Avoiding honeypot detection
Automatic honeypot redeployment
Low interaction honeypots are more expensive to develop with built in anti-detection because their scope and functionality are limited in contrast to high interaction honeypots. On discovery by an attacker, modifying an existing honeypot configuration may be too costly.
One approach for avoiding honeypot detection involves automated redeployment of the honeypot, which in turn reduces the need for anti-detection honeypot configurations. One study that has explored the development and implementation of such a mechanism automatically re-deploys a honeynet when it identifies that an attacker has detected it.
Inbound and outbound Internet Control Message Protocol (ICMP) packets are monitored and any drop in the number of ICMP packets below a pre-determined threshold indicates that the attacker has disconnected (indicative of the honeypot being discovered). The honeypot is then automatically redeployed with an altered configuration with intent to trap the same attacker. This method reduces setup overheads and development of anti-detection mechanisms for honeypots.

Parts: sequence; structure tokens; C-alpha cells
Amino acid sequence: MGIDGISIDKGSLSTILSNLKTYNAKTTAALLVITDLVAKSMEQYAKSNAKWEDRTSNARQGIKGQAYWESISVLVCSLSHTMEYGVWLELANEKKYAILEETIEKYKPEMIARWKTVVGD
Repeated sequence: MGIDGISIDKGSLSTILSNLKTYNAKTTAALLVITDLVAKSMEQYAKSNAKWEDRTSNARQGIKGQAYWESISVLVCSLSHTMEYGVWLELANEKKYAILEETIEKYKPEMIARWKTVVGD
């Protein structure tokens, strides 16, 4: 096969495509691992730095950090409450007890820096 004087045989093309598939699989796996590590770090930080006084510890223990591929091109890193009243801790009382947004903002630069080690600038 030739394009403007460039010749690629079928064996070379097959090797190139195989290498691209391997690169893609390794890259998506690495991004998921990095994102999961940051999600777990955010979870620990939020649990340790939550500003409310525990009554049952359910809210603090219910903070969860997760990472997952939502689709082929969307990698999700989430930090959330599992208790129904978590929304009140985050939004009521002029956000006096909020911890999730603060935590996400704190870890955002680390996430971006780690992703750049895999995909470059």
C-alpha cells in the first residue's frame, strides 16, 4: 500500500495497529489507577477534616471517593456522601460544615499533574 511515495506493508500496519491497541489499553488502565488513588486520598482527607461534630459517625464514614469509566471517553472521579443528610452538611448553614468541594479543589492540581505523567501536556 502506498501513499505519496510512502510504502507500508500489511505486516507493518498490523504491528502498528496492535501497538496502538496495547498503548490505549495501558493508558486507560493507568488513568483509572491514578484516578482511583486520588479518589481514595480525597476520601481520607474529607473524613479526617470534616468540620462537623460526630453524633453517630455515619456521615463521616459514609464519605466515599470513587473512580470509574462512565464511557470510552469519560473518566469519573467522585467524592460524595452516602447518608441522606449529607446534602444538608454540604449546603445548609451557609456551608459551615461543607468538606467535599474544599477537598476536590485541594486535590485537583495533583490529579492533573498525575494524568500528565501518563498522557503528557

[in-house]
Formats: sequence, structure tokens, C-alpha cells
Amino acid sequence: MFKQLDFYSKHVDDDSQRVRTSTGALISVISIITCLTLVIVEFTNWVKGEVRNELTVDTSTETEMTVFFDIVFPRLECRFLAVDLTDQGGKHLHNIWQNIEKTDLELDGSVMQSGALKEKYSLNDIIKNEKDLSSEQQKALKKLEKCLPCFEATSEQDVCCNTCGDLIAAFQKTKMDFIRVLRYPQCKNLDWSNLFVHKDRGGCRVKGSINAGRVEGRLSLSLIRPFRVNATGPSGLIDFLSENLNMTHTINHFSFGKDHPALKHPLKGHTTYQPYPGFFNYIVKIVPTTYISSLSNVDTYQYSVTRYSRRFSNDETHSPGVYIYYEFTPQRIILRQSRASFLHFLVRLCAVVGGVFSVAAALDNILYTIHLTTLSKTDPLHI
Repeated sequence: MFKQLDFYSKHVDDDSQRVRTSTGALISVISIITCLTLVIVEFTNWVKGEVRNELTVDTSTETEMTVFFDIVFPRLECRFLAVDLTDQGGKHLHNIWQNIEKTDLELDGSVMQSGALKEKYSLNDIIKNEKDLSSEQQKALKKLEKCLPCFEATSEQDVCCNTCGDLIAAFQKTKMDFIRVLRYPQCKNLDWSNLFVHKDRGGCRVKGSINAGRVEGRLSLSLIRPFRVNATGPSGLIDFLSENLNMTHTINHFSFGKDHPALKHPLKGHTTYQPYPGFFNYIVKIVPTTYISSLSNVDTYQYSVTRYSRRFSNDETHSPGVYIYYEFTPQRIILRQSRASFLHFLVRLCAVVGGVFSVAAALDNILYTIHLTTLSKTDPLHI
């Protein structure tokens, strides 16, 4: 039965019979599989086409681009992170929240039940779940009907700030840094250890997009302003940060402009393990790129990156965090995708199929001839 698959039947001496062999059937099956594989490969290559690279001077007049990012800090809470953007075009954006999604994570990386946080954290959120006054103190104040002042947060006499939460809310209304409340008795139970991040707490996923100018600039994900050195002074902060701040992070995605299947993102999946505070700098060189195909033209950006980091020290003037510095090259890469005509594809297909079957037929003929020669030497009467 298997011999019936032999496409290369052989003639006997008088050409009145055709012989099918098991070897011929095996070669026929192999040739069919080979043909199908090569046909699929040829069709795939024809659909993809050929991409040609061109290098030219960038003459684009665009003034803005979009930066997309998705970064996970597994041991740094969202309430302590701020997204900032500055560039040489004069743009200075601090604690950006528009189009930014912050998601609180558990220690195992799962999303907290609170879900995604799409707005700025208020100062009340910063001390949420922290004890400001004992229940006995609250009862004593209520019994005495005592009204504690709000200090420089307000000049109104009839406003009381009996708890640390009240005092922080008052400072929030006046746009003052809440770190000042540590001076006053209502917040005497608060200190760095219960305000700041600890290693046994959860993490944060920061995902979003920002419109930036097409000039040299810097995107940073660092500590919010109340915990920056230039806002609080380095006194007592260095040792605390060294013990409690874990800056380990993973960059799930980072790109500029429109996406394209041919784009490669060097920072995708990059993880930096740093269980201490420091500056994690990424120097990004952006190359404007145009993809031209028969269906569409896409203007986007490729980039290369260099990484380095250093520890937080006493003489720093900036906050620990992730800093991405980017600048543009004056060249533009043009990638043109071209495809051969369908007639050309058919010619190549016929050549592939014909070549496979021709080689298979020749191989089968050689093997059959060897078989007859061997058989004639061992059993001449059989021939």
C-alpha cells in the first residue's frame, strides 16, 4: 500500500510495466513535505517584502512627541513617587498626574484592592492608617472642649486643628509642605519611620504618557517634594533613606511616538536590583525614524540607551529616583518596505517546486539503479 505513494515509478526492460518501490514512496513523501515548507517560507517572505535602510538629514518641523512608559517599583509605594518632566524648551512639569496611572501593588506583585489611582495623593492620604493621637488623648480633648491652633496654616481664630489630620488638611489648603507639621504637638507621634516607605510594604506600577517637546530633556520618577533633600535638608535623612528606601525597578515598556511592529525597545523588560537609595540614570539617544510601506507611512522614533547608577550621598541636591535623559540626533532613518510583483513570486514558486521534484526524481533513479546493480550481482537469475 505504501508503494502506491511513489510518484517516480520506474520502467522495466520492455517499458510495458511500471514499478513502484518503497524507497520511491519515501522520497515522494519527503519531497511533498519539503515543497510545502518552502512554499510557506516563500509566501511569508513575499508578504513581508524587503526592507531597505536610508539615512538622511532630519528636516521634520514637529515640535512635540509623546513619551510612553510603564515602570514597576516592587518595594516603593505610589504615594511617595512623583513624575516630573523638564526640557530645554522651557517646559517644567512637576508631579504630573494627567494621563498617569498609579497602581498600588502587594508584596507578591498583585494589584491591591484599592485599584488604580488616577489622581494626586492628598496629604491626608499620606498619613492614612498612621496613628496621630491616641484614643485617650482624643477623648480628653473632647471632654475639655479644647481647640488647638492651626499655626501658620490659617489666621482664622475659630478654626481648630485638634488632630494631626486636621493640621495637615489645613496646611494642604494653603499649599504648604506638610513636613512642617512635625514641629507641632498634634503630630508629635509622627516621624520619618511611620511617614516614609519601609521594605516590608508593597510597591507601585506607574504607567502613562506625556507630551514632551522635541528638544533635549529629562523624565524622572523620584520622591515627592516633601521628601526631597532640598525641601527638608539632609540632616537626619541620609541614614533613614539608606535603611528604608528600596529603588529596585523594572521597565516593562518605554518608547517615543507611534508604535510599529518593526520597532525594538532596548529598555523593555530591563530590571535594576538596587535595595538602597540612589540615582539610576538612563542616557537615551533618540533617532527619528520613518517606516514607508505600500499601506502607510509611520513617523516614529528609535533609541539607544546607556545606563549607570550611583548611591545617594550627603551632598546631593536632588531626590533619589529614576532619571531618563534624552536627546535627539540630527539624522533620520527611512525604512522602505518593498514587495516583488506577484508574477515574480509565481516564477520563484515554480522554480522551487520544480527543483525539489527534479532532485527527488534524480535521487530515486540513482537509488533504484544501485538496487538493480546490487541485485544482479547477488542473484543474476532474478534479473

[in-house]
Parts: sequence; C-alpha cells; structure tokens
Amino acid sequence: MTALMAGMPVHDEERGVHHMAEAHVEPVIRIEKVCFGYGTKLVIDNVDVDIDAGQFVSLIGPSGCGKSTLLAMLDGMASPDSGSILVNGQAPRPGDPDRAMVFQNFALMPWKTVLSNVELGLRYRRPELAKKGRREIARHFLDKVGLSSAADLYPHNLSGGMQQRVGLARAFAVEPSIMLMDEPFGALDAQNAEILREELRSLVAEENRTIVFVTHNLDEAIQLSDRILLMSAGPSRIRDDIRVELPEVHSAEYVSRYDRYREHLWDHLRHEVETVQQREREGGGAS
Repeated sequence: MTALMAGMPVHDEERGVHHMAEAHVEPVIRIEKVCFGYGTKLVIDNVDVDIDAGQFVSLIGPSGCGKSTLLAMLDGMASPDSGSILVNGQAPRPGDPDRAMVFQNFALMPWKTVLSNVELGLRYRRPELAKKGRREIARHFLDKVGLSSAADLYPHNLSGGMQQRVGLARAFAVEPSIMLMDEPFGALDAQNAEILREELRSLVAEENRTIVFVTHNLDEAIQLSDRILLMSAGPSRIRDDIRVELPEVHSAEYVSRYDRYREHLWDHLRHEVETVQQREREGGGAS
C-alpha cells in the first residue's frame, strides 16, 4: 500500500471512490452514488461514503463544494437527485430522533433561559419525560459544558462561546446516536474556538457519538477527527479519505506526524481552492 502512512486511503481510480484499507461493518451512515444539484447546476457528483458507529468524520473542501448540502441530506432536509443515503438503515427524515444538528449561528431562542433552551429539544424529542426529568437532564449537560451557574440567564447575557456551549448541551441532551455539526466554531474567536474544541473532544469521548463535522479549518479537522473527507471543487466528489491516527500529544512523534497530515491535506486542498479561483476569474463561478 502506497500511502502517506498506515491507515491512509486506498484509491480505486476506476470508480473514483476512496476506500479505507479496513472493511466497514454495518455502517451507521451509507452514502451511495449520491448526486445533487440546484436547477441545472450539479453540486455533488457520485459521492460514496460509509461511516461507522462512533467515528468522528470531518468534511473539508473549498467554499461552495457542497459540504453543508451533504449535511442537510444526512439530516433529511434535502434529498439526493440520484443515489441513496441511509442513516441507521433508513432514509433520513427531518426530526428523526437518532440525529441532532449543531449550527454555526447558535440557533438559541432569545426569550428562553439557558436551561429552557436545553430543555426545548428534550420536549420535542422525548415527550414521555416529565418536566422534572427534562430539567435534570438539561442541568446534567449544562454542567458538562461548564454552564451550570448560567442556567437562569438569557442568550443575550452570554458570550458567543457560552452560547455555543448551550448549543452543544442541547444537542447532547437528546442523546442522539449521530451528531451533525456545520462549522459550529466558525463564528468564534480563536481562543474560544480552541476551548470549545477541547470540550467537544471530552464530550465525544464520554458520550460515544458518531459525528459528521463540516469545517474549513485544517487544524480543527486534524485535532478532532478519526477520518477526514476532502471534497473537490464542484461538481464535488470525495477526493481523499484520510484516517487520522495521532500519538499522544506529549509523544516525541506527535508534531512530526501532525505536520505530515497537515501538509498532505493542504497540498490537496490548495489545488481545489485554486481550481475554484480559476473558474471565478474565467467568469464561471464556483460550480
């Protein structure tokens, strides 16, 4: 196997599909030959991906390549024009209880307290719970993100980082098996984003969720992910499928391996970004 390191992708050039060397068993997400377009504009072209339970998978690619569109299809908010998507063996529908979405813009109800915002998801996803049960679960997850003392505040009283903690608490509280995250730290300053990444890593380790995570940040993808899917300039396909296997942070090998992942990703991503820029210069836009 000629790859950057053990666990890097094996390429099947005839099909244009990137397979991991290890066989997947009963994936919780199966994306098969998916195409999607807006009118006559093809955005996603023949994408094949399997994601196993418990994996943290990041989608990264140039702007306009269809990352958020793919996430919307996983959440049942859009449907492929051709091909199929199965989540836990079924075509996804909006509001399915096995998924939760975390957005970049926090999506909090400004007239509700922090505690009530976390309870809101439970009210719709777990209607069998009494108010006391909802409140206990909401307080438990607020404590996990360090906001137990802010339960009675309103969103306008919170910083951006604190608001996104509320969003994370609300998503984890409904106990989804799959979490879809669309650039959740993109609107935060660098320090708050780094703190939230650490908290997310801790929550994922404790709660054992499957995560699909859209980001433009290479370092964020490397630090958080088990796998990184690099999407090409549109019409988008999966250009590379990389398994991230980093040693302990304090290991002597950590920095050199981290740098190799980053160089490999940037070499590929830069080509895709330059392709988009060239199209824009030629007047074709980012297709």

Honeypot delay reduction
One detection risk for honeypots comes from the introduction of arbitrary delays in processes that a honeypot mimics that would otherwise not have such delays. For example, authentication via SSH that is delayed due to logging or log forwarding required by a honeypot. These delays enable attackers to detect the honeypot. By reducing the time delay to match more closely that of a real infected host, the risk of detecting the honeypot is lowered. Delay reduction as an optimisation for honeypots has demonstrated its effectiveness in avoiding honeypot’s detection when applied to Honeyd.